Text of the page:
• Reply To This Comment ↓
    Kasey
    February 17, 2016 at 9:35 am

    I would definitely suggest some light landscaping next to your house. I would make some nice mulch beds around the front porch and under the window to the left of the door. I know you eventually want to bump out your porch, but you can grab some cheap azaleas or bushes to plant there. I think that would make it look really polished and add some much-needed color to the front of the house.

    • Reply To This Comment ↓
      Mitzi
      February 17, 2016 at 10:28 am

      That was going to be my suggestion as well. It doesn’t have to be much, and I would suggest some draught tolerant plants that would add some color and texture to the front without a lot of maintenance. When you get around to the major remodeling to the exterior, those plants can be moved to another location, so they wouldn’t be wasted, and might come in handy to camouflage your AC unit!

  • Reply To This Comment ↓
    Golda
    February 17, 2016 at 9:38 am

    When we bought our house, the front yard was covered with landscape fabric and gravel – grass would come up through the fabric and had to be pulled – we don’t like a gravel yard (we feel it is too hot – sun hits gravel and reflects into the house) so we decided to just give it a bit of water and see how much grass comes up – Amazing things happened. Grass came up all over the front yard. We had to mow – the next year we had more come up – thicker – love it – I think if you would just water your front yard occasionally, your grass will come back. Makes a world of difference in curb appeal.

    Love what you do every time. I really love that green kitchen

    We are also in Texas and just try to keep the grass alive during drought time.

  • Reply To This Comment ↓
    Vivian Foster
    February 17, 2016 at 9:45 am

    You could always try staining the concrete porch … it doesn’t have to last forever, just until you build your new one. My friends did a brick pattern and it really looked great. I think the white trim and wrapping the posts will make a world of difference. Some strategically Texas-friendly shrubs across the front would make all the difference in the world. I love the Austin Stone …. if the siding were a little more contrasting, I think it would look stunning. Tough to grow grass with those big trees … maybe do a large circle bed around the base of each tree. Will be fun to watch! I will settle for replacing the 3 shrubs that didn’t survive winter … lol

  • Reply To This Comment ↓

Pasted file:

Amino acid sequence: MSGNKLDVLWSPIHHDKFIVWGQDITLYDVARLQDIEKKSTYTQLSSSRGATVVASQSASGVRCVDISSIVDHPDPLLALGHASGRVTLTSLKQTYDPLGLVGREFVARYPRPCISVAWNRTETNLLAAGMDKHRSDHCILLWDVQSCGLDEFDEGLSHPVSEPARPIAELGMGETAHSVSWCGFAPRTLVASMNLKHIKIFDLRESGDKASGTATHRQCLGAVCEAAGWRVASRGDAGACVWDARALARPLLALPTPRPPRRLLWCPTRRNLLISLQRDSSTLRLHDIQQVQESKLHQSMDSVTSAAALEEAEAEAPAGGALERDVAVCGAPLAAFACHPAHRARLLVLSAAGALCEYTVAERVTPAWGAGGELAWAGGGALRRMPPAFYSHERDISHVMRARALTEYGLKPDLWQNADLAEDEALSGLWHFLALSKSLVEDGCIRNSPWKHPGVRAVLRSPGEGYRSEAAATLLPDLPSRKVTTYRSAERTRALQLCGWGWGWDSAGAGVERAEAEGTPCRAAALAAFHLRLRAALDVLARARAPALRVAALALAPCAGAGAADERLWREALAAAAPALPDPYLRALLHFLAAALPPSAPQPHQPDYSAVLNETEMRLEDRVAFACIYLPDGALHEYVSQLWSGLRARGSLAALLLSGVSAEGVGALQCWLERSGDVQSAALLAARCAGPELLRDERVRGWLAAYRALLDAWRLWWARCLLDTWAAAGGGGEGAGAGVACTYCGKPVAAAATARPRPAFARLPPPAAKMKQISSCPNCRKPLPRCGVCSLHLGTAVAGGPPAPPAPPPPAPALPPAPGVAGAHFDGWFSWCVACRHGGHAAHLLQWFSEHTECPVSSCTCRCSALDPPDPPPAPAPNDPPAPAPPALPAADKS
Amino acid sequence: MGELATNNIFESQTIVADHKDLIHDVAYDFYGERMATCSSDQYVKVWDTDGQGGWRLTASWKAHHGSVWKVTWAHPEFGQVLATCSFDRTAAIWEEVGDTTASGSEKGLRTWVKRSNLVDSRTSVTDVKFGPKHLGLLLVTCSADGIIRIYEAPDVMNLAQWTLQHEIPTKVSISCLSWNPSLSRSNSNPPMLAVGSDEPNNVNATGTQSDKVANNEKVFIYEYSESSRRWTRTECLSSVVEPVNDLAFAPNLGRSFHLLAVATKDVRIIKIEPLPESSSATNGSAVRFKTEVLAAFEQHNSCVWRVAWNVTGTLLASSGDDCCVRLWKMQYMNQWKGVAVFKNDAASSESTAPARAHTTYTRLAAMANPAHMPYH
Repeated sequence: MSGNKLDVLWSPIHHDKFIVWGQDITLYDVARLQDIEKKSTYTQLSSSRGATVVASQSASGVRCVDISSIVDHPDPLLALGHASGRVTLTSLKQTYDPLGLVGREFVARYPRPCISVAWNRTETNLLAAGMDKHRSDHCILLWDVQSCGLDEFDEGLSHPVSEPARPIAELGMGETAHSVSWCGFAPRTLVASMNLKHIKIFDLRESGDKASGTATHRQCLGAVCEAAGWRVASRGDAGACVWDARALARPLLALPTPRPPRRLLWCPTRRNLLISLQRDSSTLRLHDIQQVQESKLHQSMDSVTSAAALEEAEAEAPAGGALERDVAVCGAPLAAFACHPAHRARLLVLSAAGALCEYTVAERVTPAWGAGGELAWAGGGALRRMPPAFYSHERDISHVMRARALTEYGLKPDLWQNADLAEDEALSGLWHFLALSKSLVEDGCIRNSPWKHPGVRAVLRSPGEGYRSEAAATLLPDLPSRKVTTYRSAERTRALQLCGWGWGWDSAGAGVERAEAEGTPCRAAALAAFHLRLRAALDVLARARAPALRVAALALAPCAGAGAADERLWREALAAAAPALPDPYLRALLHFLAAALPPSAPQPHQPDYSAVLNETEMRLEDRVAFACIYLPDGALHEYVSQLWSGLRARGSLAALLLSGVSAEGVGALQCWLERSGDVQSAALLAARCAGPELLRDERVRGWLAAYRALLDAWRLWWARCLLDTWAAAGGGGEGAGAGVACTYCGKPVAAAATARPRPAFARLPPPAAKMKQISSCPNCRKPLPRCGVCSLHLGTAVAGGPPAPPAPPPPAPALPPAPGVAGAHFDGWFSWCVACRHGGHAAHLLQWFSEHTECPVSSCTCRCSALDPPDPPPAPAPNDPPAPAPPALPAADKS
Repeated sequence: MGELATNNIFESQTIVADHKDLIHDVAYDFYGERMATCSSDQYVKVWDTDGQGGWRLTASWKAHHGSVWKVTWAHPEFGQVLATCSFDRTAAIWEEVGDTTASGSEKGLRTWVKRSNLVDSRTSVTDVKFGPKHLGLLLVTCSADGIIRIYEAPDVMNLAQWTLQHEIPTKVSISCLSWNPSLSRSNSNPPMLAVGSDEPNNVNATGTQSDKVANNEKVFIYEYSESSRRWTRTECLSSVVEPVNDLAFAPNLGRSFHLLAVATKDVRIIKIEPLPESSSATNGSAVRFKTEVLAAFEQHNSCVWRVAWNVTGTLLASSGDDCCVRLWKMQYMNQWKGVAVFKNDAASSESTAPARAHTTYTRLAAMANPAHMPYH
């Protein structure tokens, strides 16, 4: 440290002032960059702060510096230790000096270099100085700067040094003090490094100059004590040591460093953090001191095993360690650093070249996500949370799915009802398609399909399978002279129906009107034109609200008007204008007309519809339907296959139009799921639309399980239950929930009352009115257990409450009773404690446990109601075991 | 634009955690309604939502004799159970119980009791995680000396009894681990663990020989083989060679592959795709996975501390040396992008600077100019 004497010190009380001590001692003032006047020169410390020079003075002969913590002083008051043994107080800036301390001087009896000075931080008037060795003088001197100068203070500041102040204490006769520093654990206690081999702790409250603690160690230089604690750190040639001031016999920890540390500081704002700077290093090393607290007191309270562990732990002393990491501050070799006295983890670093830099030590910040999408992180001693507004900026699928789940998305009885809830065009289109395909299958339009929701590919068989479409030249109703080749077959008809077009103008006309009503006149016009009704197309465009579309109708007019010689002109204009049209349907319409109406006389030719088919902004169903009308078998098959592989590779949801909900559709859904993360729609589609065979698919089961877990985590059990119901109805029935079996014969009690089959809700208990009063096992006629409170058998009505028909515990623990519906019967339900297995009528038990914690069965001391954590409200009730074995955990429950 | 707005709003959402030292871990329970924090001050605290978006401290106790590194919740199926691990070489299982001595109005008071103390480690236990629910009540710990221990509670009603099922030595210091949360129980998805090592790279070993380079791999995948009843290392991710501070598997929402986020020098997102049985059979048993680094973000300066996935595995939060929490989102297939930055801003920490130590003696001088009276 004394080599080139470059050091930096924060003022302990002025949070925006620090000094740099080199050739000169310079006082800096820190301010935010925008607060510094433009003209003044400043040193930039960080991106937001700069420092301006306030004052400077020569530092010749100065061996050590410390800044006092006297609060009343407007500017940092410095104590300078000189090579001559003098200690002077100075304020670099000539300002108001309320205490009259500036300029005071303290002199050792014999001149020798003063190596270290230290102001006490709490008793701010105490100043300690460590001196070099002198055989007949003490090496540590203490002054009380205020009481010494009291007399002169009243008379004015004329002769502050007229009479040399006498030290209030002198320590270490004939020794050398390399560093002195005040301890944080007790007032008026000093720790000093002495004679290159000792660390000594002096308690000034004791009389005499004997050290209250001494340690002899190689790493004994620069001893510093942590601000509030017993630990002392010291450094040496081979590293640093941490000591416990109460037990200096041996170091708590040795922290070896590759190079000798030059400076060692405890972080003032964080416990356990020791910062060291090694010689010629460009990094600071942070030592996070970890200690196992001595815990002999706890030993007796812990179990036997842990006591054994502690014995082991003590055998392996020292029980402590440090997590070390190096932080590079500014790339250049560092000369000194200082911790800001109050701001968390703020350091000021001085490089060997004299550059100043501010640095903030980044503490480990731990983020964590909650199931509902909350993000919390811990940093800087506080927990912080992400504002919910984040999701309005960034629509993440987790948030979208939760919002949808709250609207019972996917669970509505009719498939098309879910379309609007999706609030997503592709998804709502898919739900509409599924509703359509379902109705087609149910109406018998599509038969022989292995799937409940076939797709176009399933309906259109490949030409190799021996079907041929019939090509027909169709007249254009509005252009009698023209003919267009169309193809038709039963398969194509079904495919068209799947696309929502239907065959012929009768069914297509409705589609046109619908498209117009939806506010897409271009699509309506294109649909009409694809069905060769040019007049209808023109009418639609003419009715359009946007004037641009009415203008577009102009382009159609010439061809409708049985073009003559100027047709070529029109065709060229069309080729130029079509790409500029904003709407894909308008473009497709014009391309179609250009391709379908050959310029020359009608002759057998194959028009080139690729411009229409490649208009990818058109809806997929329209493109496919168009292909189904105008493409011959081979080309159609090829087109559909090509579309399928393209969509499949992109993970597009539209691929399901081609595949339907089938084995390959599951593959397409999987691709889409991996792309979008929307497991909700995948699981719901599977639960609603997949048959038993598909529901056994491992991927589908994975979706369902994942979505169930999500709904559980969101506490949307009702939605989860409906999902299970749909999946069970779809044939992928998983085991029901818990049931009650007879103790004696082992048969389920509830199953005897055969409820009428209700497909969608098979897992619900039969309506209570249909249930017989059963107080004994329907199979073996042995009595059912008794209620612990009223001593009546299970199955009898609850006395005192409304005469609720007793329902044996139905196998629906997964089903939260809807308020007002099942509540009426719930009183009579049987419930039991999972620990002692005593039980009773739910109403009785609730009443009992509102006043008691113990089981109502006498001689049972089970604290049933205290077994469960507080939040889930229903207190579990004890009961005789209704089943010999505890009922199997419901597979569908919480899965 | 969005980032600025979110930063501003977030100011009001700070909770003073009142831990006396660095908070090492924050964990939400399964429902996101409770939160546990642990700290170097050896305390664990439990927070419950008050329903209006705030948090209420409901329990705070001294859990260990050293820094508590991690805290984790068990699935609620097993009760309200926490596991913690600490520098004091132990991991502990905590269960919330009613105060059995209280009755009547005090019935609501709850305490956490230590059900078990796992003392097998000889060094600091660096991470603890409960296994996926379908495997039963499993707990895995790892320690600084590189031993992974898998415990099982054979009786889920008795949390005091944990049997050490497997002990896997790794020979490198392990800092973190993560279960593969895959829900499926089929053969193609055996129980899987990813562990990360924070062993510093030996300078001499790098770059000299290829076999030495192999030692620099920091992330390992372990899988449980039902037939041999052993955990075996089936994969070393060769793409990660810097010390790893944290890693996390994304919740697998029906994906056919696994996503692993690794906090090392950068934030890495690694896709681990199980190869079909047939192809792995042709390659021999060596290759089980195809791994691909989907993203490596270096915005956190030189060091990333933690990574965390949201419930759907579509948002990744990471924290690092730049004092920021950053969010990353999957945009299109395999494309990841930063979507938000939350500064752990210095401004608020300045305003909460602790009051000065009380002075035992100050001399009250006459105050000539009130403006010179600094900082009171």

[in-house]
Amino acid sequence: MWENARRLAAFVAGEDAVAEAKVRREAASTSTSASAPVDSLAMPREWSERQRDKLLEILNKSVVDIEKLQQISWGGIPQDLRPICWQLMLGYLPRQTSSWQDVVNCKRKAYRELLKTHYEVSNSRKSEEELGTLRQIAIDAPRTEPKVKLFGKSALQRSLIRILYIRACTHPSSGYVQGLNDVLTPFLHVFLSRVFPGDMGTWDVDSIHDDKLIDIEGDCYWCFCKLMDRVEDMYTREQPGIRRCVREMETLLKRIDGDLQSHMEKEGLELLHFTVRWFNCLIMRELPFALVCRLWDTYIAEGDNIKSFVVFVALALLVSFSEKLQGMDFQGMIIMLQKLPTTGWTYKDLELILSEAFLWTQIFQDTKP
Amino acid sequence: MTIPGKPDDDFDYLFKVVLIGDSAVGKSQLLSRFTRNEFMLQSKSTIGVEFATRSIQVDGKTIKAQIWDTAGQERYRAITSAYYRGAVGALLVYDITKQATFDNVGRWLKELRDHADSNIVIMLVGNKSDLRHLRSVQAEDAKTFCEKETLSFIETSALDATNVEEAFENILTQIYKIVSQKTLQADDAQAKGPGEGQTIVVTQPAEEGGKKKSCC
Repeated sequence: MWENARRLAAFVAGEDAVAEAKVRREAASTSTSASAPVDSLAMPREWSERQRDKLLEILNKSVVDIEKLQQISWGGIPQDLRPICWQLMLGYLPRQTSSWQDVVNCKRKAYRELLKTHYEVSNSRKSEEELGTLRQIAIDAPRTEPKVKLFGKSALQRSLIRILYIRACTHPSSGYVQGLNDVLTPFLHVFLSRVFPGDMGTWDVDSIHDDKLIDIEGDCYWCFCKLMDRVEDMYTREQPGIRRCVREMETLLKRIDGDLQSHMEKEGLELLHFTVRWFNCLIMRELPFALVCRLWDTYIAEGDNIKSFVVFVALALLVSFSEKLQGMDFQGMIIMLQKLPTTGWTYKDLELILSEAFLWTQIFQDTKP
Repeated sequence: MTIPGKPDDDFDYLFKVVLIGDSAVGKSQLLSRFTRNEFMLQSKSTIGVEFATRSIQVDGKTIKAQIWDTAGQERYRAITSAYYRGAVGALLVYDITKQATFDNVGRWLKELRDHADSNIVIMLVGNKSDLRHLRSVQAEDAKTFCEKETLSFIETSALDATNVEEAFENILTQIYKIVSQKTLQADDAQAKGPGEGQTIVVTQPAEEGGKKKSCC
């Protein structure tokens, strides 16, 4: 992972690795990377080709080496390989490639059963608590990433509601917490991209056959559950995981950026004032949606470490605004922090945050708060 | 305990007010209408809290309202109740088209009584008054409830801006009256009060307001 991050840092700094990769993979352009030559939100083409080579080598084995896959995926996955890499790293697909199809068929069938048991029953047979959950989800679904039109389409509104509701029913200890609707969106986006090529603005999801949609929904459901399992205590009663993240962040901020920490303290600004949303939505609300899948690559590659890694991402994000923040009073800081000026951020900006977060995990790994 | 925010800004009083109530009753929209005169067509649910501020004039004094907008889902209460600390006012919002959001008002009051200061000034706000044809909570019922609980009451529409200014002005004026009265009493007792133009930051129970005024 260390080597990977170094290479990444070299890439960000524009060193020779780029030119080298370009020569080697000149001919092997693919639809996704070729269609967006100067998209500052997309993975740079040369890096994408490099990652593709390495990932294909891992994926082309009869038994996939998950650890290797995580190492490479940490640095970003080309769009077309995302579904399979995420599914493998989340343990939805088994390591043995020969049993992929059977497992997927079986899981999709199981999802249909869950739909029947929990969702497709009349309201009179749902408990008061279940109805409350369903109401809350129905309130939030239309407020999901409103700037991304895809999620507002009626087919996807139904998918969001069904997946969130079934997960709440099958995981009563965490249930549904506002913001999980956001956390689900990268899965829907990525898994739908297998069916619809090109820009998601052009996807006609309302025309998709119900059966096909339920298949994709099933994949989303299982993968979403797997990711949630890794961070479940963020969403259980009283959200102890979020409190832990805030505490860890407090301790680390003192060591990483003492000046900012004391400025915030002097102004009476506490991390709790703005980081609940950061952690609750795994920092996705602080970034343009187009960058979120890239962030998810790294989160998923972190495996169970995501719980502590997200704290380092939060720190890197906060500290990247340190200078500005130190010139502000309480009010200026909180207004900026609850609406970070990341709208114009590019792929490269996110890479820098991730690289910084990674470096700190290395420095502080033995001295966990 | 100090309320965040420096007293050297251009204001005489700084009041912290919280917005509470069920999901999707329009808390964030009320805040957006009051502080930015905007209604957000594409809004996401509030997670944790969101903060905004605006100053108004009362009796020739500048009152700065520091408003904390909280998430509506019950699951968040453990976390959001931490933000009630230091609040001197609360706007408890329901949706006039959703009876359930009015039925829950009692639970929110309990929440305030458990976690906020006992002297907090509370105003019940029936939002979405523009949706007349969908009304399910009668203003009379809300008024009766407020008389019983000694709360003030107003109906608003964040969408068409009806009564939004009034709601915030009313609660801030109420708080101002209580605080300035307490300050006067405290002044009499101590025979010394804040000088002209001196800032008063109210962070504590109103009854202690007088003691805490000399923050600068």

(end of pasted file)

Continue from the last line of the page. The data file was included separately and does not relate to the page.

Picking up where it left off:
Denise
    February 17, 2016 at 9:49 am

    A seating group on your porch would be nice (and you could even put a rug underneath to cover the concrete). You could pick something that would go with the future style you have planned for your house.

  • Reply To This Comment ↓
    KG
    February 17, 2016 at 9:51 am

    Oh yeah, this is exciting! I think you’ll be so pleased with the results. I live power washers too, they make everything so clean and shiny 🙂

  • Reply To This Comment ↓
    DAF
    February 17, 2016 at 9:54 am

    Build some planter boxes and put out some plants. Later you can put those in the ground or move them around at will.

  • Reply To This Comment ↓
    Bev
    February 17, 2016 at 9:57 am

    I searched wood over concrete porch on Pintrest and low and behold the ideas. Check it out!

  • Reply To This Comment ↓
    Carla
    February 17, 2016 at 9:58 am

    You could paint a pretty rug on the concrete. There are some great native plants you could use around the front that won’t require a lot of work on your part. It’s amazing what a little bit outside can do to make a place look more cared for.

  • Reply To This Comment ↓
    CathyR
    February 17, 2016 at 9:59 am

    I think you’ve hit the big ones…paint, beefier posts, mailbox. All things I’ve done or want to do to my cape cod. My front porch is spalling at the edge and looks terrible; I love the idea of a floating wood deck over it! But I also love the look of Naturestone–too pricey for my home tho. Careful with porch paint— might end up slippery when wet!!
    I would rent a power washer for now and see how you like it. You might be able to ” test drive” a couple of brands that way.
    My fella repainted his ranch w/SW exterior paint that was $$$ and he is a one-man ad for them now!!! He rarely spends that kind of $$ on paint and is so glad he did.

  • Reply To This Comment ↓
    Judy Steppacher
    February 17, 2016 at 10:00 am

    We painted our siding, its a pale blue/gray and it was damaged when we bought the house.
    We also painted the trim white, plus black shutters. I would like to send you a picture of it if possible?
    We just painted the living/dining room, still need to do the ceiling and trim but I am tired out.
    I love your blog 🙂

  • Reply To This Comment ↓
    Sheri
    February 17, 2016 at 10:00 am

    A couple of ideas to cover up some of the color you don’t like: shutters, or lattice with vines.

    • Reply To This Comment ↓
      Susan
      February 17, 2016 at 11:01 am

      I was thinking shutters myself. I call them the eyelashes of a house. I think they would make a big statement with not too much of a cost, especially if you just put them on the three front windows.

      • Reply To This Comment ↓
        DeMi
        February 17, 2016 at 2:48 pm

        Shutters could definitely bring your style and love of color to the front of your house:)

  • Reply To This Comment ↓
    Sheila F.
    February 17, 2016 at 10:04 am